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Richard Rider

San Diego County coronavirus deaths confirm that we should end the lockdown

End the California state and local lockdown mandates.  Sensibly.

As of 5/15/20, there’s been 5,662 reported coronavirus cases in San Diego County — a huge county of 3.3 million people.

Doubtless there were many more who were infected by the coronavirus.  But the symptoms were so mild that the victims didn’t get themselves tested or treated for the virus.

Now look at the KEY table of numbers below — the number of San Diego County deaths “ASSOCIATED” with the coronavirus. I can’t post that PDF table here, so you MUST click on the URL. Fortunately, this URL is updated daily.

As of 5/15/20, of those 5,662 reported cases, there been 209 county deaths associated with the coronavirus.  But dig down into the age demographics.

Note that with thousands of cases of coronavirus, as of 5/15/20 NO ONE KID UNDER AGE 20 HAS DIED.  NOT ONE.
Only 2 died ages 20-29
Only 2 died ages 30-39

Of those cases who DID die in San Diego County, 73.7% were were 70 or older.
Indeed, 46.4% of the deaths were age 80 or over.

Now let’s circle back to “associated” deaths.  What that means is that a person died while testing positive for the coronavirus.  Doubtless the virus was the primary cause of most such deaths.  But these deaths almost always had comorbidity factors — other maladies or conditions that likely made people more vulnerable to the coronavirus.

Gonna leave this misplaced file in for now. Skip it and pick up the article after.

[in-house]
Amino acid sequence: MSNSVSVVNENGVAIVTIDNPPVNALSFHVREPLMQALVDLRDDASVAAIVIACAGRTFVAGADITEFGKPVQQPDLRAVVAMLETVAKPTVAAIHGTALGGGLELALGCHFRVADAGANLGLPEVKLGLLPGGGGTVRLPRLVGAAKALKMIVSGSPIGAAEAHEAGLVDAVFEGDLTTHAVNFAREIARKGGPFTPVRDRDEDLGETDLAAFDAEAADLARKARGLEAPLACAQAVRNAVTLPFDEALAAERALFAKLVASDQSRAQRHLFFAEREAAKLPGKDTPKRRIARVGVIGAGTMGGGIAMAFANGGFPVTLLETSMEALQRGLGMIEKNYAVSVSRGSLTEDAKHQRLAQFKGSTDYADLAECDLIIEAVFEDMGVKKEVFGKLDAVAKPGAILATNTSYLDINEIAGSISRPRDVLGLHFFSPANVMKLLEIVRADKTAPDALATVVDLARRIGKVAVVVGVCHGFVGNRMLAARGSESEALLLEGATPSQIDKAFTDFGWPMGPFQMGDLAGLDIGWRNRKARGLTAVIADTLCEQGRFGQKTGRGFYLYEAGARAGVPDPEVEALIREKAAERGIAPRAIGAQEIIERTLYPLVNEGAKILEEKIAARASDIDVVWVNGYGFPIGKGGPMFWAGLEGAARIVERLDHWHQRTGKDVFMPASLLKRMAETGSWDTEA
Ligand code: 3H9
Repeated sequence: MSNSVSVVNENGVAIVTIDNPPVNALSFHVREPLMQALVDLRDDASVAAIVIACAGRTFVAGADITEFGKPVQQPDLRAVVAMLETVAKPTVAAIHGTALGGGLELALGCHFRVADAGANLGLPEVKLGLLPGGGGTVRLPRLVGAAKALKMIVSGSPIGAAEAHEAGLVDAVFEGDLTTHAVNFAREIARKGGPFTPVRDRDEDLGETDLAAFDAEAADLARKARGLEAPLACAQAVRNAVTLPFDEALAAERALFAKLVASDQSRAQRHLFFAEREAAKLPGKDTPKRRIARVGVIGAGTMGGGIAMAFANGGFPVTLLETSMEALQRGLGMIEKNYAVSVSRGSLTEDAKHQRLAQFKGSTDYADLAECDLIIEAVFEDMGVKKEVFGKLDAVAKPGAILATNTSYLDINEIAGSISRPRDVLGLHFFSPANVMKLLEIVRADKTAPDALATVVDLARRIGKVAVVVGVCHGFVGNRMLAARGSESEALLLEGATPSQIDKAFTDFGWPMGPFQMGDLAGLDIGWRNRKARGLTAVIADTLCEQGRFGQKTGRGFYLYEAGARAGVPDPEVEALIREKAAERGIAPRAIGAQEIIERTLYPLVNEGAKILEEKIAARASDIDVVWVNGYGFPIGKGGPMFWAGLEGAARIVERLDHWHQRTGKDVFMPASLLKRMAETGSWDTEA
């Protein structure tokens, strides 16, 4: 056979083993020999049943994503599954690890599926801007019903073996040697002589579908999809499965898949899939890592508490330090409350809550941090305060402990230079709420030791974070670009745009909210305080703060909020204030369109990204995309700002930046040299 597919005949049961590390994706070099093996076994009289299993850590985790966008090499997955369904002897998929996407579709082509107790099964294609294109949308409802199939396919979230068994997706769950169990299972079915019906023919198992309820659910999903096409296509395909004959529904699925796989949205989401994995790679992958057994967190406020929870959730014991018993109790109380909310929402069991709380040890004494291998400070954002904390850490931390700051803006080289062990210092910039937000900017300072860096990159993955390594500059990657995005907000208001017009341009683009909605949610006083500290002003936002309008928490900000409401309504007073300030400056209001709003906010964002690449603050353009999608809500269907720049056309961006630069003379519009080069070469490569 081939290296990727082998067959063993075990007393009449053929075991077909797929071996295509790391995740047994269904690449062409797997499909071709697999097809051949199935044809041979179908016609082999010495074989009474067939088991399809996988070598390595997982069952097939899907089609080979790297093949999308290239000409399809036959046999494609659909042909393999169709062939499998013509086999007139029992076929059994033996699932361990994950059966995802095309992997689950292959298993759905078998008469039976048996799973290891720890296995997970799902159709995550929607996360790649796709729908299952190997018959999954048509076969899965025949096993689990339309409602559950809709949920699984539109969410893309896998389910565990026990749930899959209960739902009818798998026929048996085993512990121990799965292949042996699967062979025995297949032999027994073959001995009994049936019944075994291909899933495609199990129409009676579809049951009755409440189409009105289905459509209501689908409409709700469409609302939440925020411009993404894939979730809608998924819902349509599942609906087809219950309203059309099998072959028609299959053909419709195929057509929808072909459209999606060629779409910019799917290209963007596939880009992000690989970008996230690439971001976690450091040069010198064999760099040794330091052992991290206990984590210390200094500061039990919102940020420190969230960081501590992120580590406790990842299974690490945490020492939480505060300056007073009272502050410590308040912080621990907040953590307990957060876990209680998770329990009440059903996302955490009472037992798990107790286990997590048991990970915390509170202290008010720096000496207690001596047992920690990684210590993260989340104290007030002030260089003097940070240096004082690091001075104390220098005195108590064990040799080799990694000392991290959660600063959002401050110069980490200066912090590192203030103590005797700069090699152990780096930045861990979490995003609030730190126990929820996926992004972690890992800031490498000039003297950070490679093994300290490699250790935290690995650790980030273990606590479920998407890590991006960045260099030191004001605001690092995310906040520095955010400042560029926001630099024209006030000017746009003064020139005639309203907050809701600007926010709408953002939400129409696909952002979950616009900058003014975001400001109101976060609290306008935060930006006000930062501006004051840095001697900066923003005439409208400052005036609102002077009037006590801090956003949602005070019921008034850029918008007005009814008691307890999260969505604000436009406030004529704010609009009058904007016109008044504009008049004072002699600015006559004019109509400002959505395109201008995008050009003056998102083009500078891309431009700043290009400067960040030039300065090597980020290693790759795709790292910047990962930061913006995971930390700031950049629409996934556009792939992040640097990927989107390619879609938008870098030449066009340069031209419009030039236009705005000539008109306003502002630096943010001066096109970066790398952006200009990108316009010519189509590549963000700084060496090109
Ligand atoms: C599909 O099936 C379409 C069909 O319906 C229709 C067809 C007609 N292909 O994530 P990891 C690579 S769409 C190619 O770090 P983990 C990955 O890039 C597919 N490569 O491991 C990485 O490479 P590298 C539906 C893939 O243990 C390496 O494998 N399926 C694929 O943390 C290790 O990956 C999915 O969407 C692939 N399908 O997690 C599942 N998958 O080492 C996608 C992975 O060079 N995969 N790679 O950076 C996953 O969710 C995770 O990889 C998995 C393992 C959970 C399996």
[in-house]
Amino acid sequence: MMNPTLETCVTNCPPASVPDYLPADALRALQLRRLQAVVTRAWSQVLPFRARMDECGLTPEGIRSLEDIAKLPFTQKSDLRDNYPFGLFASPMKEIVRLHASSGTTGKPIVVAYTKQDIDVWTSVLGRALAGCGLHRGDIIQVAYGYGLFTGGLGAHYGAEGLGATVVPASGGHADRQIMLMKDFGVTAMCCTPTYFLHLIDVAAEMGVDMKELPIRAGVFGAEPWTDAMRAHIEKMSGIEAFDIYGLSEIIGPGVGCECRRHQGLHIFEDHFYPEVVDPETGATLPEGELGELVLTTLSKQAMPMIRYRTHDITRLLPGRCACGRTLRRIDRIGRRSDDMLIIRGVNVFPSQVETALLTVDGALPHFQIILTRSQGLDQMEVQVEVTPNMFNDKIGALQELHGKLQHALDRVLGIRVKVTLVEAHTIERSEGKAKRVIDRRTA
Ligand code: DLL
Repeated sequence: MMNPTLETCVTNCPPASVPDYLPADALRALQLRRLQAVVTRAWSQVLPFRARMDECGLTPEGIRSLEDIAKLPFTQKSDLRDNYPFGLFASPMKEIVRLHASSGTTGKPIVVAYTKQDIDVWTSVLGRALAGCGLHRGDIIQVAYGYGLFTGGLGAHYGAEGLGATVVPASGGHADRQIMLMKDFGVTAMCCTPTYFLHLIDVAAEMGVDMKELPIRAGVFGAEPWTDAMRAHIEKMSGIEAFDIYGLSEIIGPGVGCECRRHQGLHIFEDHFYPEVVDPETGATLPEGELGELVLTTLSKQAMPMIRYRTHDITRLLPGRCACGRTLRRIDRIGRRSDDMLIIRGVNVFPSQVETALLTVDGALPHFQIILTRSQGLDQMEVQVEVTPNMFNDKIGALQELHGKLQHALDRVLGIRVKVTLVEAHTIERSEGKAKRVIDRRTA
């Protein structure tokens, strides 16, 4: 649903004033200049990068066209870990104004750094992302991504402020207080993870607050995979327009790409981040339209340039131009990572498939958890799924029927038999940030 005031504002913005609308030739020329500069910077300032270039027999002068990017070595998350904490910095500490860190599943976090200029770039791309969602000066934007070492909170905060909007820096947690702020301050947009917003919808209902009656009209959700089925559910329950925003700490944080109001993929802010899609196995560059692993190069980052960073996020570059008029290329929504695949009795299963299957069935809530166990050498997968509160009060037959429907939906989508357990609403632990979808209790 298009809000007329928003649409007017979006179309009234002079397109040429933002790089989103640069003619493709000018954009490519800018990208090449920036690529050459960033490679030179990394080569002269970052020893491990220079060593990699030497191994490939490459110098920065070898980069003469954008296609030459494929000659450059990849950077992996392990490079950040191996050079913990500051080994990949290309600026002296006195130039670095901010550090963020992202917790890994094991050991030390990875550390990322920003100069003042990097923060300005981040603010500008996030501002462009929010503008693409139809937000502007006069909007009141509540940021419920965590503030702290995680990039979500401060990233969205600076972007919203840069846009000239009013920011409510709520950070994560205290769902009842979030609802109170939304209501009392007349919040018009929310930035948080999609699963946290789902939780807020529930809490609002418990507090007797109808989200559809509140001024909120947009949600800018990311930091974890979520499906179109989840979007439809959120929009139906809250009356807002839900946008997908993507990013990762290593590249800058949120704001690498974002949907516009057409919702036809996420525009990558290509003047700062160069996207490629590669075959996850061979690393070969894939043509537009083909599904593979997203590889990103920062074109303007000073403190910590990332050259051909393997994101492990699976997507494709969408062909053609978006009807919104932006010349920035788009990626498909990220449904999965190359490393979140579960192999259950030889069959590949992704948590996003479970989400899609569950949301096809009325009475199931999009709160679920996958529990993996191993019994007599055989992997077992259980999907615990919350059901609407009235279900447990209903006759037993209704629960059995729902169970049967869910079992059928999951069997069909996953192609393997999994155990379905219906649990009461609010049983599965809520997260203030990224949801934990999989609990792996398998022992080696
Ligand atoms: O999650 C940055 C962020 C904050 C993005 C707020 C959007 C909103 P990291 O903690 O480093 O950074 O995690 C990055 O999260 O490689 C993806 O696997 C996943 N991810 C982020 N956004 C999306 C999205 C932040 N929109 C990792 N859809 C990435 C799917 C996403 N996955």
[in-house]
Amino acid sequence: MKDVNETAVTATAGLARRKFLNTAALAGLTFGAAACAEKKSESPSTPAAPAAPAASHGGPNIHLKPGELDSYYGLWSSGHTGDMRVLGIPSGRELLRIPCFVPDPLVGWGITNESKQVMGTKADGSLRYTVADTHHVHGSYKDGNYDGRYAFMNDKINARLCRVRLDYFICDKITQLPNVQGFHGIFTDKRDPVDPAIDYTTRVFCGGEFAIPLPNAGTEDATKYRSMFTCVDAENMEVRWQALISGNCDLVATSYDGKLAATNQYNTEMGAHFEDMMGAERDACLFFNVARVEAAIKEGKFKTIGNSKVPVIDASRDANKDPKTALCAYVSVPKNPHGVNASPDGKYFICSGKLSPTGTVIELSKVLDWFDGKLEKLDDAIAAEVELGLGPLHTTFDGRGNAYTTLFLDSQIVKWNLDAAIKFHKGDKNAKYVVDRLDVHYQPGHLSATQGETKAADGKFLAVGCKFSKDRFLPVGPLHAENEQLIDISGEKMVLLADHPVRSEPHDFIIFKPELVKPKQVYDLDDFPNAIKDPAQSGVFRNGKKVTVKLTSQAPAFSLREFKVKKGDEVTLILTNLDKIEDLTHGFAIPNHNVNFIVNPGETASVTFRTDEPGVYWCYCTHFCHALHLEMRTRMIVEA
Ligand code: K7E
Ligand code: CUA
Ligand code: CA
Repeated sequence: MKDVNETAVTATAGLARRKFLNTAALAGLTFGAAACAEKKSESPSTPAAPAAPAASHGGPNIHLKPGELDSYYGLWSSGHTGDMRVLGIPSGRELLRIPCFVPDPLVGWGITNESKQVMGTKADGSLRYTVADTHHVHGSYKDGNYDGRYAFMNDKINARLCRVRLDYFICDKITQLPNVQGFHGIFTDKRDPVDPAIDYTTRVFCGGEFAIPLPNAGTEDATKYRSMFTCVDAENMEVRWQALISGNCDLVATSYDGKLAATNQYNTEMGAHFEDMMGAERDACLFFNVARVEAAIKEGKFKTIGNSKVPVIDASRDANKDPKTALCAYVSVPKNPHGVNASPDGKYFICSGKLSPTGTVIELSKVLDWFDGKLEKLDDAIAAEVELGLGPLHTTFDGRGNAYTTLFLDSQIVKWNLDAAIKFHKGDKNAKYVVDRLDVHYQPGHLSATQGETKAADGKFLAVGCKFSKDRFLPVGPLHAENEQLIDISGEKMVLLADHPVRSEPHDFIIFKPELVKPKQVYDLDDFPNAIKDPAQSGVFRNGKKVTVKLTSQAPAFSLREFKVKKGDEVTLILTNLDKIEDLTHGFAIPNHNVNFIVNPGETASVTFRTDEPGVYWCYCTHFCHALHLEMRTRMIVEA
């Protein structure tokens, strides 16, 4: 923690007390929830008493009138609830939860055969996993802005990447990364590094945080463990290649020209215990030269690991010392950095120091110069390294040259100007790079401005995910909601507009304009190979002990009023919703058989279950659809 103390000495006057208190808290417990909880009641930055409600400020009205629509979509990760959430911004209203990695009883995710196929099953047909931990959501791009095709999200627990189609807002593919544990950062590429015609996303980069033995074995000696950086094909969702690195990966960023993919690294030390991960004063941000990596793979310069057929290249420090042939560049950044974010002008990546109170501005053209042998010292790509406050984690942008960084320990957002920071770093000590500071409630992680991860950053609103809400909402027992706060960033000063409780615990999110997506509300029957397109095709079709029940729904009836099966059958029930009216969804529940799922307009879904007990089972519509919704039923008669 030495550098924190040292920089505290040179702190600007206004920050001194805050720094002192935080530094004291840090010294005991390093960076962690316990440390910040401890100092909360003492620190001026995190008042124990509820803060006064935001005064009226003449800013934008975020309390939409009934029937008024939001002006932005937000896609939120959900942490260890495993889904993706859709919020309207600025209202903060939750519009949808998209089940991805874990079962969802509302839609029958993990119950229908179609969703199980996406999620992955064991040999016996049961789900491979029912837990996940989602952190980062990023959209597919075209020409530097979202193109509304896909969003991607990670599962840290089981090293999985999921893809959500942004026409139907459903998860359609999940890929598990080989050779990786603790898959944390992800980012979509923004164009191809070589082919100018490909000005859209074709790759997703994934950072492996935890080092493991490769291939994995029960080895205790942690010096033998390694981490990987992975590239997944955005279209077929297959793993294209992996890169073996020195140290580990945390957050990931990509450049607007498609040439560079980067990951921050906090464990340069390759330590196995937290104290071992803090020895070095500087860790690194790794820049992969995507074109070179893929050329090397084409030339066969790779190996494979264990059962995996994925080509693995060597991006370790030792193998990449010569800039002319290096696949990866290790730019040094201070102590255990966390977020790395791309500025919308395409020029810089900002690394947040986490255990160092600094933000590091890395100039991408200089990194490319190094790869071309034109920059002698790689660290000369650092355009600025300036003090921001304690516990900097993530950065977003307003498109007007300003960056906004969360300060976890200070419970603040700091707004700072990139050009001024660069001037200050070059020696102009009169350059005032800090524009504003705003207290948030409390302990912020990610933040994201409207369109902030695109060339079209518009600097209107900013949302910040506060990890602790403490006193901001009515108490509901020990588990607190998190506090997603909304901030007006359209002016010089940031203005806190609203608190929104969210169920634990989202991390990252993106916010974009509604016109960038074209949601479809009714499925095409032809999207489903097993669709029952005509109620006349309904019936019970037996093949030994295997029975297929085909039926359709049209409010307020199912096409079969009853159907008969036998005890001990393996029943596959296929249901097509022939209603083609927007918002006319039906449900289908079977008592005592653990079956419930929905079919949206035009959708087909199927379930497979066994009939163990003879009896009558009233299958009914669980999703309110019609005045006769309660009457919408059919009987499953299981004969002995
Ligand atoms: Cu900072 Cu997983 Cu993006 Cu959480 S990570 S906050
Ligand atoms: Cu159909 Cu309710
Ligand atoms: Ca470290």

According to San Diego County Supervisor Jim Desmond, as of 5/13/20, only SIX San Diego County deaths were “pure” coronavirus deaths — deaths solely attributable to the virus.  The rest had comorbidity factors that likely made the victims more susceptible to the virus.

Given the catastrophic economic damage that the prolonged lockdown is causing, the way forward is obvious:

  1. Open the county’s economy, parks, beaches and the schools, with sensible safeguards when feasible — social distancing, hand washing and masks — preferably voluntary.  By now, we all know what to do.
  2. Encourage seniors — especially seniors with health problems (such as myself) — to remain in a voluntary lockdown for a while longer.  Thanks to the Internet, we geezers can do it — and not harm the economy.
    If we choose not to isolate ourselves, it’s OUR problem — not the government’s.  The truth is, if we elders die “early,” the taxpayers will save many thousands of dollars in senior health care costs and social security payments.
  3. Younger folks with serious health problems should decide for themselves whether or not to continue in lockdown.  And just maybe some should consider giving up smoking — and commit to eating more healthy food.